IAAC creates mobile Moca dwelling with openable fabric facades

Mobile Moca dwelling by Institute for Advanced Architecture of Catalonia

Students and researchers at the Institute for Advanced Architecture of Catalonia have constructed a mobile home in Barcelona using wood from Collserola Natural Park.

Called Moca, an abbreviation of Mobile Catalyst, the prototype two-person dwelling is mounted on a trailer and designed to be easily transported by car.

It is built from cross-laminated timber (CLT) and uses solar energy for power.

Mobile Moca dwelling by Institute for Advanced Architecture of Catalonia
Moca is a mobile dwelling with openable fabric facades

Moca was developed by a team of students and researchers of the Masters in Advanced Ecological Buildings and Biocities (MAEBB) course at the Institute for Advanced Architecture of Catalonia (IAAC), which promotes the study of ecological design through live projects.

It was developed and constructed at the IAAC’s Valladura Labs, a site in the nearby Collserola Natural Park from which the timber was sourced.

“The challenge was to manufacture a mobile home with wood, using the materials and tools that we have at Valldaura Labs so that it met the requirements of a mobile construction at a regulatory and functional level,” MAEBB co-director Vicente Guallart told Dezeen.

Car transporting a mobile dwelling by Institute for Advanced Architecture of Catalonia
It is designed to be easily transported by car

Moca is centred around a flexible open space, designed to be easily adapted into an area for sleeping, living, dining or even events.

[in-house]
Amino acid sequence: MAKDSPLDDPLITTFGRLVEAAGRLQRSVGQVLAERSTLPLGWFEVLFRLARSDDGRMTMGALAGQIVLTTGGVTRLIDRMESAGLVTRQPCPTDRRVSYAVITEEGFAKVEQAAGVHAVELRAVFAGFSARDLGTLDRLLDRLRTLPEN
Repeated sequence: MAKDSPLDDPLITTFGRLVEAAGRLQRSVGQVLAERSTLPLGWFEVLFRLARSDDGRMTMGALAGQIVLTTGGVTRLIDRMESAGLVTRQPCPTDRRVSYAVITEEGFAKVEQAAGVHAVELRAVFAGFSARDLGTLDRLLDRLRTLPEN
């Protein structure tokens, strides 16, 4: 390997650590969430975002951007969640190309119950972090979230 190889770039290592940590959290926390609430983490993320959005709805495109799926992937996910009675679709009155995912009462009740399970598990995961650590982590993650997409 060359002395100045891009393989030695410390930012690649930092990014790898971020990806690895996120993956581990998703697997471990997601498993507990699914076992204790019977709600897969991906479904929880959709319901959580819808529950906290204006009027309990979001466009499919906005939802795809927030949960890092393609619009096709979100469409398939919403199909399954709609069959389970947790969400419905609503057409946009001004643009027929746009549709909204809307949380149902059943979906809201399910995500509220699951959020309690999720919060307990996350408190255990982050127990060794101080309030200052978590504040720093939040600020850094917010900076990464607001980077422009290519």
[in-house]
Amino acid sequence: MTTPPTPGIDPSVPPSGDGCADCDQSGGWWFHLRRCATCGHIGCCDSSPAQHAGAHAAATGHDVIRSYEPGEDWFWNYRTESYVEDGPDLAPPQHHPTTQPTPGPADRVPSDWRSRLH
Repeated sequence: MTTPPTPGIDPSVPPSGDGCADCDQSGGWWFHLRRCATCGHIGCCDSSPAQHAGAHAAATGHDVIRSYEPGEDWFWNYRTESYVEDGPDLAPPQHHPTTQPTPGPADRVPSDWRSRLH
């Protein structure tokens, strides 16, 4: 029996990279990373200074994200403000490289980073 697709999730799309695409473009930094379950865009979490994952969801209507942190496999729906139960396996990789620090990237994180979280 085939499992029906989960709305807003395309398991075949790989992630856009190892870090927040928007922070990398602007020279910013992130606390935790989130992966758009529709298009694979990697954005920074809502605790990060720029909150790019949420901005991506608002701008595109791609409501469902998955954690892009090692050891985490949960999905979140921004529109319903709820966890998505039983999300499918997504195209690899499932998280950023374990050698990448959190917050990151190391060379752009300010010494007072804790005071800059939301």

On the facades of the dwelling, folding timber-framed screens covered in white fabric allow this room to be completely opened up. Behind them, a layer of glass doors allows closer control of the relationship to the outdoors.

Wooden interior of mobile Moca home
It contains an adaptable living space at its centre

“The folding panels allow multiple open-closed configurations on one or both sides, depending on the landscape in which it is inserted, be it a forest, a beach or an urban environment,” said Guallard.

“The fabric allows for control of solar radiation and has very little weight, which was a fundamental issue due to the limit allowed for driving on the road,” he added.

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At either end of the central space are two rooms that the team described as “toolboxes”. They contain utilities and storage areas, allowing the use of the central area to be changed.

Moca was constructed using thin CLT panels that the students produced themselves to ensure its structure kept below the maximum weight permitted for mobile structures.

Fabric facade of the mobile Moca dwelling by Institute for Advanced Architecture of Catalonia
Its fabric facades are openable

These are connected using wooden dowels, ensuring that the structure can be easily deconstructed and recycled in future.

Previous projects by IAAC students include a timber pavilion with hanging walkways for researching the forest and a cabin designed for self-isolation in response to the Covid-19 pandemic.

The photography is by Adria Goula.

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